5.6 | Numerical Integration


The definite integral of \(f(x)\) on \([a,b]\) is denoted
$$
\int_a^b f(x) \; dx
$$
and informally represents the “area” of the region “bounded” by the graphs of \(y = f(x)\), there vertical lines \(x=a\) and \(x =b\), and the \(x\)-axis.
Right Rectangular Rule If \(f(x)\) is continuous on \([a,b]\),
$$
\int_a^b f(x) \; dx \approx \sum_{k = 1}^n f(a+k \Delta x) \Delta x
$$
and
$$
\int_a^b f(x) \; dx =\lim_{n \rightarrow \infty} \sum_{k = 1}^n f(a+k \Delta x) \Delta x
$$
where \(\Delta x = \frac{b-a}{n}. \)
Left Rectangular Rule If \(f(x)\) is continuous on \([a,b]\),
$$
\int_a^b f(x) \; dx \approx \sum_{k = 1}^n f(a+(k-1) \Delta x) \Delta x
$$
and
$$
\int_a^b f(x) \; dx =\lim_{n \rightarrow \infty} \sum_{k = 1}^n f(a+(k-1) \Delta x) \Delta x
$$
where \(\Delta x = \frac{b-a}{n}. \)
Midpoint Rule If \(f(x)\) is continuous on \([a,b]\),
$$
\int_a^b f(x) \; dx \approx \sum_{k = 1}^n f\left(a+\left(k-\frac{1}{2} \right) \Delta x \right) \Delta x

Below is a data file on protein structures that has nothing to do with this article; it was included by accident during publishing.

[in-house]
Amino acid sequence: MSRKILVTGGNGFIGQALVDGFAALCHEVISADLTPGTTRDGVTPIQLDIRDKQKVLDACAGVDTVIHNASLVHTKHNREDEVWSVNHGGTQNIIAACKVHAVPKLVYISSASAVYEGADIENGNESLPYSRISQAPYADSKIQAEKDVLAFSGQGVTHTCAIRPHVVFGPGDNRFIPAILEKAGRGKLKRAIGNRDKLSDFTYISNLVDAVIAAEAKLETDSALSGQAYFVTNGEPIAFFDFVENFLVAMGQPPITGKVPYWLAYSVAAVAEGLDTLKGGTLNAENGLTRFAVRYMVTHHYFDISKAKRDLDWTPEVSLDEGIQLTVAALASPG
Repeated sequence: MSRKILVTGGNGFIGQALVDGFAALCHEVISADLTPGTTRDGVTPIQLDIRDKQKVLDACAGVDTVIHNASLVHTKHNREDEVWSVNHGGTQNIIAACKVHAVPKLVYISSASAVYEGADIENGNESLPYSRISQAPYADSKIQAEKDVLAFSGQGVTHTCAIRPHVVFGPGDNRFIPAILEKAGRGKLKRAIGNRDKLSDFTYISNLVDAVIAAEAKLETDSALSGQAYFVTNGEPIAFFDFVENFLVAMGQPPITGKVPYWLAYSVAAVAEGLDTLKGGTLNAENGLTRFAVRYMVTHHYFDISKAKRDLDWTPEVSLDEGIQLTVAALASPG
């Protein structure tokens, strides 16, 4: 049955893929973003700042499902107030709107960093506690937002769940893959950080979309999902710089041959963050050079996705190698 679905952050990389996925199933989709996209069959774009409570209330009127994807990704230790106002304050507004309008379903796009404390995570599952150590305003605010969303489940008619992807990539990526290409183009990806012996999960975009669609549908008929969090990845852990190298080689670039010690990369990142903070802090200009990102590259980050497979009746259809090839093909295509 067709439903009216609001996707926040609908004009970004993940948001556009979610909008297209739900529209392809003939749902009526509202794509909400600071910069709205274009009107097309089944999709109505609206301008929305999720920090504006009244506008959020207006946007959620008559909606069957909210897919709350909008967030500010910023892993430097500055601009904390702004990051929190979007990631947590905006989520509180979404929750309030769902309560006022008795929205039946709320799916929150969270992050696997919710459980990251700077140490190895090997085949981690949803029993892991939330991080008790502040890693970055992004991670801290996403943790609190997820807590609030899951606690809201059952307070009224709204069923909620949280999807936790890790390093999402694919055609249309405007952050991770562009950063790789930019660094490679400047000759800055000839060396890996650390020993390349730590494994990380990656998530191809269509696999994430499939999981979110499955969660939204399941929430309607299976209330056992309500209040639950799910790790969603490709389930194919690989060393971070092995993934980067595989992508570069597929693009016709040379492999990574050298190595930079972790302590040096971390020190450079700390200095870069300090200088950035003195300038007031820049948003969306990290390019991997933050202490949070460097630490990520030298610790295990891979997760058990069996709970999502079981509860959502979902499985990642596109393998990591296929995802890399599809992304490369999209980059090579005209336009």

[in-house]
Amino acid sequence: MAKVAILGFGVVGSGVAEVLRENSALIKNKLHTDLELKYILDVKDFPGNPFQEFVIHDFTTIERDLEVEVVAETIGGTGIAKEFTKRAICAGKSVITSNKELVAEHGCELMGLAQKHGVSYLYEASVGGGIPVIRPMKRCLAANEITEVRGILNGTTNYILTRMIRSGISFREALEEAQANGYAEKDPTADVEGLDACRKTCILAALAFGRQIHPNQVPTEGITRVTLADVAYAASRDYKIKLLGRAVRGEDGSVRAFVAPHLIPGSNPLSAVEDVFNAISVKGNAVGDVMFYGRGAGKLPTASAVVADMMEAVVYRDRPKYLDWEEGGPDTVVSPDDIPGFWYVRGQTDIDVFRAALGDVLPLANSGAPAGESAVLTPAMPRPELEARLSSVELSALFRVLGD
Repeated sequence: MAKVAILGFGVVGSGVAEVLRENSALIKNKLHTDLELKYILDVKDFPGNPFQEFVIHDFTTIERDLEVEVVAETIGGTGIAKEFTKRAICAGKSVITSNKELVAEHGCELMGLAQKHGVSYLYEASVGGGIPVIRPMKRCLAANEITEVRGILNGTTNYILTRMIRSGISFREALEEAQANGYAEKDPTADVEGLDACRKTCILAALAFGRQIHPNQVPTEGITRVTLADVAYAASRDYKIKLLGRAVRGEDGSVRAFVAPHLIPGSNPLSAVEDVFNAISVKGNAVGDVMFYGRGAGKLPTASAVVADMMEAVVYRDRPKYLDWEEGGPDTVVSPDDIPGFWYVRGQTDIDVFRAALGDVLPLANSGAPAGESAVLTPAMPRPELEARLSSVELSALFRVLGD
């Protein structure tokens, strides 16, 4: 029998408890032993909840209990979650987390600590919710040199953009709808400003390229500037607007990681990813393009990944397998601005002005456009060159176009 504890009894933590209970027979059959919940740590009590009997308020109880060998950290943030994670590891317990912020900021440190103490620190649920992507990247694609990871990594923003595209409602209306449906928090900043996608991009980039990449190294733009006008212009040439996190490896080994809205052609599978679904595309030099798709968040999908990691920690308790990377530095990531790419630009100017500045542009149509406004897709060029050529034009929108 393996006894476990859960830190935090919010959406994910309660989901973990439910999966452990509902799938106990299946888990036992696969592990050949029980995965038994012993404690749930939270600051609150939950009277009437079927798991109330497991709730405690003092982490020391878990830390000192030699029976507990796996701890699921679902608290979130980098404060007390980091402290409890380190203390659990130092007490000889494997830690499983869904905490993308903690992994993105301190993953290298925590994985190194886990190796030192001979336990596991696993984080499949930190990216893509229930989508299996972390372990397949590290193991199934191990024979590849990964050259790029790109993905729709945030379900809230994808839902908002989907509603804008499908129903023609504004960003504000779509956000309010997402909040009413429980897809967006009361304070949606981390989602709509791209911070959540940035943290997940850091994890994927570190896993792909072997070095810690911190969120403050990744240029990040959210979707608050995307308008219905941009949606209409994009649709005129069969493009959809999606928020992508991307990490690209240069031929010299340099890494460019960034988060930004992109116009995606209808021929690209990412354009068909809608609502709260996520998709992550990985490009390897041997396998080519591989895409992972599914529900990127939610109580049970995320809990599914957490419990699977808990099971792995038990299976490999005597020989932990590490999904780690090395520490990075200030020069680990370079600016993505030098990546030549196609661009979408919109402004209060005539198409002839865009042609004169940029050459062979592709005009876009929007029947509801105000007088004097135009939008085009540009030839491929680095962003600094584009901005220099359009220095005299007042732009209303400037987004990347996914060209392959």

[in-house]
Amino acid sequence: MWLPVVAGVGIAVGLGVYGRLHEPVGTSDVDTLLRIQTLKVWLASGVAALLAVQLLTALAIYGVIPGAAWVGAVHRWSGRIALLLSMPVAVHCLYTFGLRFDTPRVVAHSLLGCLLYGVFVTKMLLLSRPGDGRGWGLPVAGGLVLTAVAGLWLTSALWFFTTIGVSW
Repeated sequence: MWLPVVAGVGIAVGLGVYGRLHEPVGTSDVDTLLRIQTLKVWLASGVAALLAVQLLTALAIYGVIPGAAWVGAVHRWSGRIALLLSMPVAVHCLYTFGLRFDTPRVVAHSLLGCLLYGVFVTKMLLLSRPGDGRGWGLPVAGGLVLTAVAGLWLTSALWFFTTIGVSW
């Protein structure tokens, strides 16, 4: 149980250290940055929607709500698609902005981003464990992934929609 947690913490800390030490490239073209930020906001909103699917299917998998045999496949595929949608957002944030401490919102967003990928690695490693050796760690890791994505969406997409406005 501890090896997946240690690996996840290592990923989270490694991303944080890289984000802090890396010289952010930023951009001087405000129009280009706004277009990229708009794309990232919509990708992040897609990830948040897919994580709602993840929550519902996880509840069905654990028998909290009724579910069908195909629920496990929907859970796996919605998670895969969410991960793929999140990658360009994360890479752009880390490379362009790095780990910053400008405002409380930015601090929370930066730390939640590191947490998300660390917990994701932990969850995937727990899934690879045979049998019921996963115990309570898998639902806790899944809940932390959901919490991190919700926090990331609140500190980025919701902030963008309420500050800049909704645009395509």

$$
and
$$
\int_a^b f(x) \; dx =\lim_{n \rightarrow \infty} \sum_{k = 1}^n f\left(a+\left(k-\frac{1}{2}\right) \Delta x \right) \Delta x
$$
where \(\Delta x = \frac{b-a}{n}. \)
Trapezoidal Rule If \(f(x)\) is continuous on \([a,b]\),
$$
\begin{aligned}
\int_a^b f(x) \; dx & \approx \sum_{k = 1}^n \frac{f(a+k \Delta x)+f(a + (k-1) \Delta x)}{2} \Delta x \\
& = \frac{\Delta x}{2} [ f(x_0) + 2 f(x_1) + \cdots + 2 f(x_{n-1}) + f(x_n)],
\end{aligned}
$$
where \(\Delta x = (b-a)/n\) and \(x_i = a+ i \Delta x,\) for \(0 \leq i \leq n\)
and
$$
\int_a^b f(x) \; dx =\lim_{n \rightarrow \infty} \sum_{k = 1}^n \frac{f(a+k \Delta x)+f(a + (k-1) \Delta x)}{2} \Delta x
$$
where \(\Delta x = \frac{b-a}{n}. \)
Error Bound for the Trapezoidal Rule:
If \(f^{\prime \prime}\) is continuous on \([a,b],\) then the error \(E_n\) in approximating \(\int_a^b f(x) \; dx\) by the Trapezoidal Rule satisfies
$$
|E_n| \leq \frac{M(b-a)^3}{12n^2}
$$
where \(M\) is a positive number such that \(|f^{\prime \prime}(x)| \leq M\) for all \(x\) in \([a,b]\).
Simpson’s Rule If \(f(x)\) is continuous on \([a,b]\) and \(n\) is even,
$$